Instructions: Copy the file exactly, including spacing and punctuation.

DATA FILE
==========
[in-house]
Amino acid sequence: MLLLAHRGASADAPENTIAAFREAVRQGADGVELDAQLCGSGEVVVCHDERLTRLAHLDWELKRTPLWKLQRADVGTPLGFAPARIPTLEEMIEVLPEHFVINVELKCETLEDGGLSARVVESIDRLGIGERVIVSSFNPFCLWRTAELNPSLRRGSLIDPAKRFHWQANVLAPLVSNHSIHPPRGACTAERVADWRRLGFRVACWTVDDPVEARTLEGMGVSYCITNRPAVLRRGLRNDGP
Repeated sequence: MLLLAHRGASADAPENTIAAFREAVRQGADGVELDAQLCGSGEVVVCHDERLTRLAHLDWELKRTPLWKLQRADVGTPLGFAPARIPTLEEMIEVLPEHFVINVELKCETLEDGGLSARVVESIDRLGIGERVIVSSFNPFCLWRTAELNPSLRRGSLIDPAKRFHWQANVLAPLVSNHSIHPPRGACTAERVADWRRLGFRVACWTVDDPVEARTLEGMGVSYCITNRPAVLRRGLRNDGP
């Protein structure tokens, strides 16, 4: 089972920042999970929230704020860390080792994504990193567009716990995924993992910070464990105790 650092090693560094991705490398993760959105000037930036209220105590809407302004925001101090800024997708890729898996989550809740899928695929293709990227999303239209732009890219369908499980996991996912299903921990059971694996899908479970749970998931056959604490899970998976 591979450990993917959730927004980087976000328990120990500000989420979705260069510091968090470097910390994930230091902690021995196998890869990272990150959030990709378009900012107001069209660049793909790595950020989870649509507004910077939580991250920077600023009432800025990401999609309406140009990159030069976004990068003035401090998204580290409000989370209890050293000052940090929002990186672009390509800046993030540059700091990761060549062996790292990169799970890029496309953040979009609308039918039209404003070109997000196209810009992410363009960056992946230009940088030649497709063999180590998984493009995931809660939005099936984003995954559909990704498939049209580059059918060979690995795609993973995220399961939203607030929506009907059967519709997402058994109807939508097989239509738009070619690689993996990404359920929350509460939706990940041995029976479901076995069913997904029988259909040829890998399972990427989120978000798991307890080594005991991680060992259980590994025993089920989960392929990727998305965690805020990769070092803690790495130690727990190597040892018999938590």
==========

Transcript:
[in-house]
Amino acid sequence: MLLLAHRGASADAPENTIAAFREAVRQGADGVELDAQLCGSGEVVVCHDERLTRLAHLDWELKRTPLWKLQRADVGTPLGFAPARIPTLEEMIEVLPEHFVINVELKCETLEDGGLSARVVESIDRLGIGERVIVSSFNPFCLWRTAELNPSLRRGSLIDPAKRFHWQANVLAPLVSNHSIHPPRGACTAERVADWRRLGFRVACWTVDDPVEARTLEGMGVSYCITNRPAVLRRGLRNDGP
Repeated sequence: MLLLAHRGASADAPENTIAAFREAVRQGADGVELDAQLCGSGEVVVCHDERLTRLAHLDWELKRTPLWKLQRADVGTPLGFAPARIPTLEEMIEVLPEHFVINVELKCETLEDGGLSARVVESIDRLGIGERVIVSSFNPFCLWRTAELNPSLRRGSLIDPAKRFHWQANVLAPLVSNHSIHPPRGACTAERVADWRRLGFRVACWTVDDPVEARTLEGMGVSYCITNRPAVLRRGLRNDGP
């Protein structure tokens, strides 16, 4: 089972920042999970929230704020860390080792994504990193567009716990995924993992910070464990105790 650092090693560094991705490398993760959105000037930036209220105590809407302004925001101090800024997708890729898996989550809740899928695929293709990227999303239209732009890219369908499980996991996912299903921990059971694996899908479970749970998931056959604490899970998976 591979450990993917959730927004980087976000328990120990500000989420979705260069510091968090470097910390994930230091902690021995196998890869990272990150959030990709378009900012107001069209660049793909790595950020989870649509507004910077939580991250920077600023009432800025990401999609309406140009990159030069976004990068003035401090998204580290409000989370209890050293000052940090929002990186672009390509800046993030540059700091990761060549062996790292990169799970890029496309953040979009609308039918039209404003070109997000196209810009992410363009960056992946230009940088030649497709063999180590998984493009995931809660939005099936984003995954559909990704498939049209580059059918060979690995795609993973995220399961939203607030929506009907059967519709997402058994109807939508097989239509738009070619690689993996990404359920929350509460939706990940041995029976479901076995069913997904029988259909040829890998399972990427989120978000798991307890080594005991991680060992259980590994025993089920989960392929990727998305965690805020990769070092803690790495130690727990190597040892018999938590």